Taking a spectacled porpoise to hospital
The Museum's spectacled porpoise specimen recently made a rather unusual trip, undergoing MRI, CT and X-ray scans at the Royal National Orthopaedic Hospital in Stanmore.
A trip to hospital may seem a little late for the Museum's spectacled porpoise (Phocoena dioptrica).
A unique opportunity
The Museum's spectacled porpoise specimen has spent several months in the freezer since its scientific debut in October 2017. But the cetacean was fully defrosted for the first time since its arrival in the UK from the Falkland Islands. It was then packed in a van in the very early hours, ready for a road trip to Stanmore in northwest London.
The Royal National Orthopaedic Hospital generously offered use of their imaging centre to perform MRI, CT and X-ray scans on the specimen. These scans provide a record of the porpoise before more intrusive research takes place.
Richard Sabin, Principal Curator of Mammals, says, 'We're trying to grab as much data as we can non-invasively before we start to do the dissection.
'This specimen is probably going to yield so much new scientific data, which is what makes it so exciting, but means that we have to go slowly and methodically.'
Why is this porpoise important?
Spectacled porpoises are seldom seen in the wild and very little is known of the strikingly counter-shaded animals. The International Union for the Conservation of Nature currently lists them as data-deficient.
An opportunity to find out more about this elusive species was not one to be missed. Every effort is being made to find out as much as possible about spectacled porpoises from the Museum specimen.
Richard says, 'They could be quite abundant in the wild, but they live in the circumpolar region around the Antarctic and they're very hard to observe, making assessments of their abundance extremely difficult. When they die out at sea, their remains tend to be scavenged and sink instead of washing up on beaches where they can be collected for examination.
'What we're hoping to achieve with our studies is to provide data that we can contribute to the current, very limited scientific knowledgebase for the species. Hopefully, these data will be of use to conservation groups and governments in the southern hemisphere, helping with the protection of the species. '
A full-body MRI
First for the porpoise was a full-body MRI, giving an outside-in view of the animal's anatomy - although were it a male specimen, squeezing the cetacean into the machine would likely have been a challenge.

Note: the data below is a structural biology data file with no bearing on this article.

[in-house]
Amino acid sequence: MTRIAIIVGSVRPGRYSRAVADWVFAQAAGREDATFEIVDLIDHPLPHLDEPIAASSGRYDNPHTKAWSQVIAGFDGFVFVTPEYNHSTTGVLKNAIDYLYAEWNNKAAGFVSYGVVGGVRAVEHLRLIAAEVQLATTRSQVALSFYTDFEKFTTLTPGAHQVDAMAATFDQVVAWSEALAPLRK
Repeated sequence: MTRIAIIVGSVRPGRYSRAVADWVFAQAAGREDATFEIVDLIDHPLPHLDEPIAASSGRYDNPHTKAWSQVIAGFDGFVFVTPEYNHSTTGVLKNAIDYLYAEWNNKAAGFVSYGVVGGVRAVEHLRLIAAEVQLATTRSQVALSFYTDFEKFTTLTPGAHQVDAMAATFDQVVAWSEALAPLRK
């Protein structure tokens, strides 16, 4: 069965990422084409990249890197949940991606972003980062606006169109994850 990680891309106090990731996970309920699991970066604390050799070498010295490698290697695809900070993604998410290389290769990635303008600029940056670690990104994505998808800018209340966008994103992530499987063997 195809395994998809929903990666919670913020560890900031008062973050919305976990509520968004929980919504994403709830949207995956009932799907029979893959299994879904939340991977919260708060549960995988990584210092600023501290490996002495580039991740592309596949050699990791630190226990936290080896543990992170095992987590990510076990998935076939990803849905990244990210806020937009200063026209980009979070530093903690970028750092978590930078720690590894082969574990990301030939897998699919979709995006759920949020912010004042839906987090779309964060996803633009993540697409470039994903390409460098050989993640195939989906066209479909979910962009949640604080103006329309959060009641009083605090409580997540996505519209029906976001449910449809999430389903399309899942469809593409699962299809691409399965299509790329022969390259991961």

Richard explains, 'The males have a disproportionally large dorsal fin compared to their overall body size. There is little sexual dimorphism between the male and the female other than the dorsal fin.'
The MRI provided an in-depth look at the porpoise's structure, including the boneless tail fluke's complex system of blood vessels, used in life to help regulate body temperature.
Porpoises swim and feed almost constantly. As they do, heat builds up in their bodies - a testament to the effectiveness of their insulating blubber. The water that flows over their dorsal fin and tail fluke cools their blood, which then lowers their temperature as it circulates in their body.
CT and X-ray
At a weight of around 70 kilogrammes, lifting the dead weight of the porpoise to move her from one scanner to another was not the easiest of tasks. Otherwise she was a model patient.
But the team pulled through and the cetacean began her second scan of the day - a CT that gave a cross-section look at the animal's body. Despite still having plenty of room width-ways owing to the female's smaller dorsal fin, at 192 centimetres long the porpoise was almost the maximum length for this machine.
Following CT, she was taken on a short trip down the corridor to the X-ray department, where a series of overlapping images were captured.
Antony Turner, imaging manager at the Royal National Orthopaedic Hospital, explained, 'With the X-ray, we'll be able to stitch the images together, so you have an image of the whole spine.'
This scan showed skeletal details such as the typically mammalian bone structure of the pectoral flippers.
'You think it's going to be weird and wonderful, but it's not all that different from human anatomy,' says Antony.
Using MRI, CT and X-ray, the Museum scientists now have a detailed record of the animal's internal organs, soft tissues and bone structure.
The next step for the porpoise project is careful dissection. This is a destructive process, so digital imaging offers a lasting look back at the untampered-with body.
The data collected using the hospital scans and 3D structured light scans undertaken by the Museum's Imaging and Analysis Centre will help experts learn more about the little-known species.